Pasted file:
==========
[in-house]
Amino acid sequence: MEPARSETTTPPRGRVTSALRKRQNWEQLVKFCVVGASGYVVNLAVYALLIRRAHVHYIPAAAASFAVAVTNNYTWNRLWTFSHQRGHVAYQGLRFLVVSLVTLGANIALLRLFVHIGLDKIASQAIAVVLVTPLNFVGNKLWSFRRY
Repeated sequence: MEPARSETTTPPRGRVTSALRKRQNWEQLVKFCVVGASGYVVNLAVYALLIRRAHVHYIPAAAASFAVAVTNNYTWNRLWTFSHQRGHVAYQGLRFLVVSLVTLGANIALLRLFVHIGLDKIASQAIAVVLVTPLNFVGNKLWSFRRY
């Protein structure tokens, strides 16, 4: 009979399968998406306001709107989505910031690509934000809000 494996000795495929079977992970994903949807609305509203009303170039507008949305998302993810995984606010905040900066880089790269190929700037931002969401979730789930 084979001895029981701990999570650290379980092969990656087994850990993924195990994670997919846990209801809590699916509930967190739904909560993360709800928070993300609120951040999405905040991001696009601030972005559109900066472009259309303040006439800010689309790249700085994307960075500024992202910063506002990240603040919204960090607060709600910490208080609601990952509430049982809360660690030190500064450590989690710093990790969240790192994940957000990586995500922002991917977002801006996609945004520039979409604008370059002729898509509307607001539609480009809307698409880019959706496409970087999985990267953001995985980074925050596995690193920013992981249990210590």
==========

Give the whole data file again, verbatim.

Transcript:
[in-house]
Amino acid sequence: MEPARSETTTPPRGRVTSALRKRQNWEQLVKFCVVGASGYVVNLAVYALLIRRAHVHYIPAAAASFAVAVTNNYTWNRLWTFSHQRGHVAYQGLRFLVVSLVTLGANIALLRLFVHIGLDKIASQAIAVVLVTPLNFVGNKLWSFRRY
Repeated sequence: MEPARSETTTPPRGRVTSALRKRQNWEQLVKFCVVGASGYVVNLAVYALLIRRAHVHYIPAAAASFAVAVTNNYTWNRLWTFSHQRGHVAYQGLRFLVVSLVTLGANIALLRLFVHIGLDKIASQAIAVVLVTPLNFVGNKLWSFRRY
């Protein structure tokens, strides 16, 4: 009979399968998406306001709107989505910031690509934000809000 494996000795495929079977992970994903949807609305509203009303170039507008949305998302993810995984606010905040900066880089790269190929700037931002969401979730789930 084979001895029981701990999570650290379980092969990656087994850990993924195990994670997919846990209801809590699916509930967190739904909560993360709800928070993300609120951040999405905040991001696009601030972005559109900066472009259309303040006439800010689309790249700085994307960075500024992202910063506002990240603040919204960090607060709600910490208080609601990952509430049982809360660690030190500064450590989690710093990790969240790192994940957000990586995500922002991917977002801006996609945004520039979409604008370059002729898509509307607001539609480009809307698409880019959706496409970087999985990267953001995985980074925050596995690193920013992981249990210590």